Provinces take flak over doctors' pay
Johannesburg - The Eastern Cape, Limpopo and the Free State were slammed by the Junior Doctors' Association of SA on Tuesday for failing to pay doctors.
This, after the Gauteng provincial health department denied that hundreds of newly-appointed doctors at the Chris Hani Baragwanath Hospital would not be paid because of a bureaucratic bungle.
In a statement, Judasa expressed concern over the failure by the four provincial health departments to pay doctors and said the problem was becoming more frequent.
"We never anticipated that with being overworked, underpaid and dealing with poor working conditions not to get paid at all," said Judasa chairperson Dr Mahlane Phalane.
"The failure to pay doctors is a strain on our socio-economic needs. We have households to maintain and children to feed. It is distressing that as doctors we are called 'essential workers' but we are never afforded the essential treatment due to us."
Judasa called on the heads of the health departments in the Free State, Limpopo, the Eastern Cape and Gauteng to "urgently" see to it that doctors were paid.
Eastern Cape health spokesperson Sizwe Kupelo denied that the failure to pay doctors was widespread. He said the province had not anticipated "serious challenges" when it came to paying junior doctors this year.
"We have taken a pro-active stance to ensure that we don't encounter the same problems which usually occur around the last three months of the financial year," he said.
Of 178 doctors employed by the department, five had complained about salaries. This was because of a "communication breakdown", he said.
The doctors were from Mthatha and had not been paid because they had failed to submit their qualifications. The documents were handed in by the doctors on Tuesday and they would be paid soon.
The problems experienced in the past resulted from the high volume of movement of new doctors from one province to another, Kupelo said.
Limpopo health department's acting communications manager Cecil Motsepe blamed human error for its failure to pay eight doctors.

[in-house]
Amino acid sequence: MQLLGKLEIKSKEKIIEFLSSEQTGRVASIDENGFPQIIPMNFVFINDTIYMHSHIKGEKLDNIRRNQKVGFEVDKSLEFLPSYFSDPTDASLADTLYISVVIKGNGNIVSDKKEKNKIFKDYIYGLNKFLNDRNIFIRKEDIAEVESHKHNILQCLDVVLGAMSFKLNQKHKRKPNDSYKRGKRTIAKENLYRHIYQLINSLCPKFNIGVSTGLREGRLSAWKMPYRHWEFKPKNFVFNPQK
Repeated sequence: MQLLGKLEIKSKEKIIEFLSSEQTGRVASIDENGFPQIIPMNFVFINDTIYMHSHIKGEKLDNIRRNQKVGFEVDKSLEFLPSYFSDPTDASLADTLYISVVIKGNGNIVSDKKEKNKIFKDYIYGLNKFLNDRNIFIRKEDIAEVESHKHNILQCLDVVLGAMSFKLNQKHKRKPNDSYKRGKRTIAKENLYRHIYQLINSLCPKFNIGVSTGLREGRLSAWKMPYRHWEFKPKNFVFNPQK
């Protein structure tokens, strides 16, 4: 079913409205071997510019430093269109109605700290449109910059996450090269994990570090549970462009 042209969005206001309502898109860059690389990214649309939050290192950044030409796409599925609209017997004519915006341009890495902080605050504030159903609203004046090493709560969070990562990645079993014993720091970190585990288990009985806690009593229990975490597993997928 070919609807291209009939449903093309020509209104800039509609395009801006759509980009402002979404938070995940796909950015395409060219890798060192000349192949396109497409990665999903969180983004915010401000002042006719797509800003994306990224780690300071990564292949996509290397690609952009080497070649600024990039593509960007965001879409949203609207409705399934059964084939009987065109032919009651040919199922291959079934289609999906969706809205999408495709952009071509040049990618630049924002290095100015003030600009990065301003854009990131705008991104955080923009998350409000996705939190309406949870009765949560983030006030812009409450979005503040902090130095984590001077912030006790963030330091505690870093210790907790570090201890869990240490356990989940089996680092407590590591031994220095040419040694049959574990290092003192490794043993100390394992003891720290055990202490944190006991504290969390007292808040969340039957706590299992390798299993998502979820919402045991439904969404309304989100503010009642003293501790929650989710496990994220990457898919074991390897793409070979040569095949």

"Only eight doctors have not been paid. There were doing two year internships and (these were) erroneously captured as one year."
The problem had been rectified and the doctors would be paid by the end of the week, he said.
Motsepe said this was an isolated incident and he was unaware of it happening before.
Gauteng spokesperson Simon Zwane last week said about 40 doctors, medical interns and registrars would experience a delay in the payment of their salaries.
This was because of was the late submission of their appointment documents to the Gauteng Shared Service Centre (GSSC) by Chris Hani Baragwanath Hospital.
The outstanding salaries would be paid on Thursday this week, Zwane said on Tuesday.
The Free State health department could not immediately comment.
Judasa said qualified people should be placed in management positions to avoid the "annual crisis" repeating itself.
The treatment doctors received was "deteriorating to the morale of the profession", it said.
"Government is failing on its promise of efficiency in healthcare, failing the health professional and compromising the public. Nothing short of immediate resolution will restore order and discipline in our public healthcare system," said Phalane.
The Democratic Nursing Organisation of SA was "gravely dismayed" by the Gauteng and Limpopo health departments' failure to pay doctors.
"We cannot stress enough the importance of efficiency in health, one of government's priorities. The country is faced with chronic shortage of health professionals, but management blunders like these still persist," said Denosa in a statement.
"Denosa wishes to emphasise that the non-payment of doctors due to senseless excuses is unacceptable and undermines all efforts that are in place to rescue our ailing health system."
The organisation echoed Judasa's call for the appointment of qualified individuals in management positions.